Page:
Jeremy R. Beitler, Tiffany Bita Ghafouri, Sayuri P. Jinadasa, Ariel Mueller, Leeyen Hsu, Ryan J. Anderson, Jisha Joshua, Sanjeev Tyagi, Atul Malhotra, Rebecca E. Sell, and Daniel Talmor  Am. J. Resp. Crit. Care Med. May 1, 2017, vol. 195, no. 9: 1198-1206

Rationale: Neurocognitive outcome after out-of-hospital cardiac arrest (OHCA) is often poor, even when initial resuscitation succeeds. Lower tidal volumes (Vts) attenuate extrapulmonary organ injury in other disease states and are neuroprotective in preclinical models of critical illness.

Objective: To evaluate the association between Vt and neurocognitive outcome after OHCA.

Methods: We performed a propensity-adjusted analysis of a two-center retrospective cohort of patients experiencing OHCA who received mechanical ventilation for at least the first 48 hours of hospitalization. Vt was calculated as the time-weighted average over the first 48 hours, in milliliters per kilogram of predicted body weight (PBW). The primary endpoint was favorable neurocognitive outcome (cerebral performance category of 1 or 2) at discharge.

Measurements and Main Results: Of 256 included patients, 38% received time-weighted average Vt greater than 8 ml/kg PBW during the first 48 hours. Lower Vt was independently associated with favorable neurocognitive outcome in propensity-adjusted analysis (odds ratio, 1.61; 95% confidence interval [CI], 1.13–2.28 per 1-ml/kg PBW decrease in Vt; P = 0.008). This finding was robust to several sensitivity analyses. Lower Vt also was associated with more ventilator-free days (β = 1.78; 95% CI, 0.39–3.16 per 1-ml/kg PBW decrease; P = 0.012) and shock-free days (β = 1.31; 95% CI, 0.10–2.51; P = 0.034). Vt was not associated with hypercapnia (P = 1.00). Although the propensity score incorporated several biologically relevant covariates, only height, weight, and admitting hospital were independent predictors of Vt less than or equal to 8 ml/kg PBW.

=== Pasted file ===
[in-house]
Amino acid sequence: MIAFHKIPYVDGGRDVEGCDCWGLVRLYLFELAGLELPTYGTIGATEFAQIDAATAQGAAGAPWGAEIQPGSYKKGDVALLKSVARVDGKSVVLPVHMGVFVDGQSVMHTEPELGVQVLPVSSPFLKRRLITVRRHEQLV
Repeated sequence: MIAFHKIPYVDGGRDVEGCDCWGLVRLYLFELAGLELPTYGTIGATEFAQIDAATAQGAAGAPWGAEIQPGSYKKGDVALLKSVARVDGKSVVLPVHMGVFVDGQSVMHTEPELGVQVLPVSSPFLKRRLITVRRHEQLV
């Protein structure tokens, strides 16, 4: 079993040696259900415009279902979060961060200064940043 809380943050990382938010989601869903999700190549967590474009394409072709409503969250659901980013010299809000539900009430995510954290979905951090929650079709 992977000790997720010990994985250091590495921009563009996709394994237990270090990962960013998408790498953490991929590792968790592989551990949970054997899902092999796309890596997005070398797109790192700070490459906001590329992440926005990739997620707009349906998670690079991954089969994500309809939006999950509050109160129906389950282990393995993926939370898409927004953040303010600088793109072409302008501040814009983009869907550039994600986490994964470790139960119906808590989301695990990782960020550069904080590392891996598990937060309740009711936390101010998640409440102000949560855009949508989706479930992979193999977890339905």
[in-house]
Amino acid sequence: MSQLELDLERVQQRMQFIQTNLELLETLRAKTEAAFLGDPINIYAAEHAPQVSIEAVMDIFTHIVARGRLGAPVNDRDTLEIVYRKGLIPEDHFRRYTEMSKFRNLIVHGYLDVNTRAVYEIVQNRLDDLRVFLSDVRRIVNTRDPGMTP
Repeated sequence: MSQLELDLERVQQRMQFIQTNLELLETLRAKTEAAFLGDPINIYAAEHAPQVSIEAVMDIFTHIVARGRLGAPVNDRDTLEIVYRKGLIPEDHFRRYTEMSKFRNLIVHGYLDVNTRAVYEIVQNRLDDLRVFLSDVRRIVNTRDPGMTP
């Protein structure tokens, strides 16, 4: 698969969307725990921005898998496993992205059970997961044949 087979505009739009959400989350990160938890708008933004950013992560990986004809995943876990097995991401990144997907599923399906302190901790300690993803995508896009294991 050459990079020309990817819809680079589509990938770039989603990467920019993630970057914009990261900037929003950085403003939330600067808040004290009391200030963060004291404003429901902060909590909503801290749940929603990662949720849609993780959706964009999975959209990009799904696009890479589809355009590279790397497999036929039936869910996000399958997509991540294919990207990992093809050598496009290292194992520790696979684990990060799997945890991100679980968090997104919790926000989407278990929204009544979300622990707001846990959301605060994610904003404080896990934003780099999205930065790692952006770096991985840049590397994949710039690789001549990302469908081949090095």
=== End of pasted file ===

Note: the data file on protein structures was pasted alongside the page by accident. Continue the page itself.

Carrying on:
Conclusions: Lower Vt after OHCA is independently associated with favorable neurocognitive outcome, more ventilator-free days, and more shock-free days. These findings suggest a role for low-Vt ventilation after cardiac arrest.

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